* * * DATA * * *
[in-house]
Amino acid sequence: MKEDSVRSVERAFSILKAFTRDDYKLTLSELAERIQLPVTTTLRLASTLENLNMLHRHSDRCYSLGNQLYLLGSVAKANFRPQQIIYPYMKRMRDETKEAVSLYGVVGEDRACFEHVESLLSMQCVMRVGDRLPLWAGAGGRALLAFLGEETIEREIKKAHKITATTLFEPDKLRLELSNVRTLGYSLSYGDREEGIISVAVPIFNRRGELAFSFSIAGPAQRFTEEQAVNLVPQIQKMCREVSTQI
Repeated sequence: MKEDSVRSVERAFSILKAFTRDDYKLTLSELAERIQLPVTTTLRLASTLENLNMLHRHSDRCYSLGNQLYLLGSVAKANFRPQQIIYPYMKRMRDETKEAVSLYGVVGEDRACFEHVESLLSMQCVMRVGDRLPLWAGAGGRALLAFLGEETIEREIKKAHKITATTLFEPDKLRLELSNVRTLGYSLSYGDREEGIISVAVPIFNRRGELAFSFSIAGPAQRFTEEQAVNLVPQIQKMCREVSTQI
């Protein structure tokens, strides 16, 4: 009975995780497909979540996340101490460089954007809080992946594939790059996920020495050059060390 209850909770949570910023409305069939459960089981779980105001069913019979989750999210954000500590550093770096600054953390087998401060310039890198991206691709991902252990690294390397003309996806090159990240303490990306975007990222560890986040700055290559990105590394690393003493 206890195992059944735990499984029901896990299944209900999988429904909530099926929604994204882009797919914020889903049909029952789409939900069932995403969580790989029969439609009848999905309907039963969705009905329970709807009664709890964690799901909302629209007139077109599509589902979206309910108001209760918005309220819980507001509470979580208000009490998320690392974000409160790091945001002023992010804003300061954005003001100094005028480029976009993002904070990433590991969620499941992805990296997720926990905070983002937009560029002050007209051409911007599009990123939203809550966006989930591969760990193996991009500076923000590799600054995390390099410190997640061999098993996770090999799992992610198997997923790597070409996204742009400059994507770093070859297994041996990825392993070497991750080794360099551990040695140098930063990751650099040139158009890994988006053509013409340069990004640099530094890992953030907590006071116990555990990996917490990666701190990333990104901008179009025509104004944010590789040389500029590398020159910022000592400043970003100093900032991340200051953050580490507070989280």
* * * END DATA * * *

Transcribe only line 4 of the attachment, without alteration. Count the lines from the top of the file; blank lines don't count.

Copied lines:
């Protein structure tokens, strides 16, 4: 009975995780497909979540996340101490460089954007809080992946594939790059996920020495050059060390 209850909770949570910023409305069939459960089981779980105001069913019979989750999210954000500590550093770096600054953390087998401060310039890198991206691709991902252990690294390397003309996806090159990240303490990306975007990222560890986040700055290559990105590394690393003493 206890195992059944735990499984029901896990299944209900999988429904909530099926929604994204882009797919914020889903049909029952789409939900069932995403969580790989029969439609009848999905309907039963969705009905329970709807009664709890964690799901909302629209007139077109599509589902979206309910108001209760918005309220819980507001509470979580208000009490998320690392974000409160790091945001002023992010804003300061954005003001100094005028480029976009993002904070990433590991969620499941992805990296997720926990905070983002937009560029002050007209051409911007599009990123939203809550966006989930591969760990193996991009500076923000590799600054995390390099410190997640061999098993996770090999799992992610198997997923790597070409996204742009400059994507770093070859297994041996990825392993070497991750080794360099551990040695140098930063990751650099040139158009890994988006053509013409340069990004640099530094890992953030907590006071116990555990990996917490990666701190990333990104901008179009025509104004944010590789040389500029590398020159910022000592400043970003100093900032991340200051953050580490507070989280």